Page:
Visual artist Daryl No Heart (Hunkpapa Lakota) recently conducted workshops for Lakota (Sioux) students at St. Joseph’s Indian School as part of the South Dakota Arts Council’s Artists in Schools & Communities program.

“As an elder,” said No Heart, “it’s my responsibility to pass on the wisdom that has been shared with me to the next generations.
“As an elder,” said No Heart, “it’s my responsibility to pass on the wisdom that has been shared with me to the next generations."

An Indigenous Hunkpapa Lakota, No Heart focused his lessons on the beauties of nature.

He believes students should be taught the importance of conservation and respect for the life-giving forces of nature.

The bulk of his work portrays animals and sacred places such as Mahto PahaBear Butte – near Sturgis, South Dakota and Mahto ThipilaDevil’s Tower – in Wyoming.

He also shared stories from the Lakota culture with students.

“As an elder,” said No Heart, “it’s my responsibility to pass on the wisdom that has been shared with me to the next generations. I try to give the children something they can take with them and keep in their lives. I especially tell them to continue their education and work to find balance in their lives.”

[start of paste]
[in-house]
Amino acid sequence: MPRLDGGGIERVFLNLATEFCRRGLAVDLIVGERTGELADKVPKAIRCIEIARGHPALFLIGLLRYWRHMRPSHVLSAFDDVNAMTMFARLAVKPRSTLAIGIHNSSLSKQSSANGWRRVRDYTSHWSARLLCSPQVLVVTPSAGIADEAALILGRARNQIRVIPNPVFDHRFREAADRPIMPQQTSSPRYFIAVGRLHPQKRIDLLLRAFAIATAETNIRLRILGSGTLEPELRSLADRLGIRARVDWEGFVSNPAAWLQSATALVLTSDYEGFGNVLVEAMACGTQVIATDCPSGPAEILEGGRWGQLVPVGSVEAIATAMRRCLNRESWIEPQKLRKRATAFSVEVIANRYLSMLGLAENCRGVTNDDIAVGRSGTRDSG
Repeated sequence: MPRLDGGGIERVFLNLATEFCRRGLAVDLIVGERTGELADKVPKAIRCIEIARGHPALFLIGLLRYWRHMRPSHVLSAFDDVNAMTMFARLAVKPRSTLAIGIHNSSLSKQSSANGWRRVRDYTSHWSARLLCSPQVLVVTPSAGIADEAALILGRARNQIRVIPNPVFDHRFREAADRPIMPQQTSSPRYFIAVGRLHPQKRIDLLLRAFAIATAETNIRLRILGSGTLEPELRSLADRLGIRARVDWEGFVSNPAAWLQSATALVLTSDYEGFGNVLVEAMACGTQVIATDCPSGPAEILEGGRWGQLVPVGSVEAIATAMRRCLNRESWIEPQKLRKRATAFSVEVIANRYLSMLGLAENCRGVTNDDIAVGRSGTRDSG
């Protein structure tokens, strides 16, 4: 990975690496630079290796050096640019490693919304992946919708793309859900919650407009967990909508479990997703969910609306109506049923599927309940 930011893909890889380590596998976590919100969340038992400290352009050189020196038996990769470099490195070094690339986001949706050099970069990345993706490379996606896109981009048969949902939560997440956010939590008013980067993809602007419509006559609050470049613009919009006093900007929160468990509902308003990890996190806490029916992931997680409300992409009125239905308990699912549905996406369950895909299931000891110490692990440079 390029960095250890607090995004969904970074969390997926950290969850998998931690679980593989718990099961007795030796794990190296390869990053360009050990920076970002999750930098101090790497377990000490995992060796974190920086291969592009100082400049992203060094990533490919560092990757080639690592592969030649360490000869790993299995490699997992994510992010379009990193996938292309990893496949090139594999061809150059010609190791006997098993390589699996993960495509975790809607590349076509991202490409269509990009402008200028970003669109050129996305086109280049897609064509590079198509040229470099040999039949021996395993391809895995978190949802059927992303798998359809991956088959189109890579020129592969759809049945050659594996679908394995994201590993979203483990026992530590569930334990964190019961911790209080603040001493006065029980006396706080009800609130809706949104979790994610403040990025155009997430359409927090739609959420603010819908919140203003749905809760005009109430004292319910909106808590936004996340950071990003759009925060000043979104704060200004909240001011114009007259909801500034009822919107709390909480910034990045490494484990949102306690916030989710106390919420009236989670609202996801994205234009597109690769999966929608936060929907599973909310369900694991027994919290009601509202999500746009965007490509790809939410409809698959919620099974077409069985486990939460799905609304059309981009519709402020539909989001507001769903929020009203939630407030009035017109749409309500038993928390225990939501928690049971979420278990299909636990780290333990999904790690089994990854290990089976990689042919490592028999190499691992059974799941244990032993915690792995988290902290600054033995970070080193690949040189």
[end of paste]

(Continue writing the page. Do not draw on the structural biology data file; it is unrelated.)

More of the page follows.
"I try to give the children something they can take with them and keep in their lives. I especially tell them to continue their education and work to find balance in their lives.”

Mostly, No Heart focuses his energy on showing students they are capable of drawing anything they wish. He teaches students to make a grid, dividing their subject into four parts.

As they draw, it becomes a simple matter of filling in each grid section.

“It’s a lot easier this way,” said Dawson, a sixth-grade student who worked with No Heart at St. Joseph’s. “I’m going to try this every time I want to draw something. It’s more fun when it’s easier.”

No Heart grew up in South Dakota.

After graduating from high school, he attended college at the Academy of Art in San Francisco, California and the University of California at Los Angeles. He has done numerous professional mural paintings in South Dakota, Minnesota and North Dakota, as well as one in Oregon.

This program is sponsored by St. Joseph’s Indian School, with support provided by the South Dakota Arts Council with funds from the State of South Dakota, through the Department of Tourism and State Development and the National Endowment for the arts.

 

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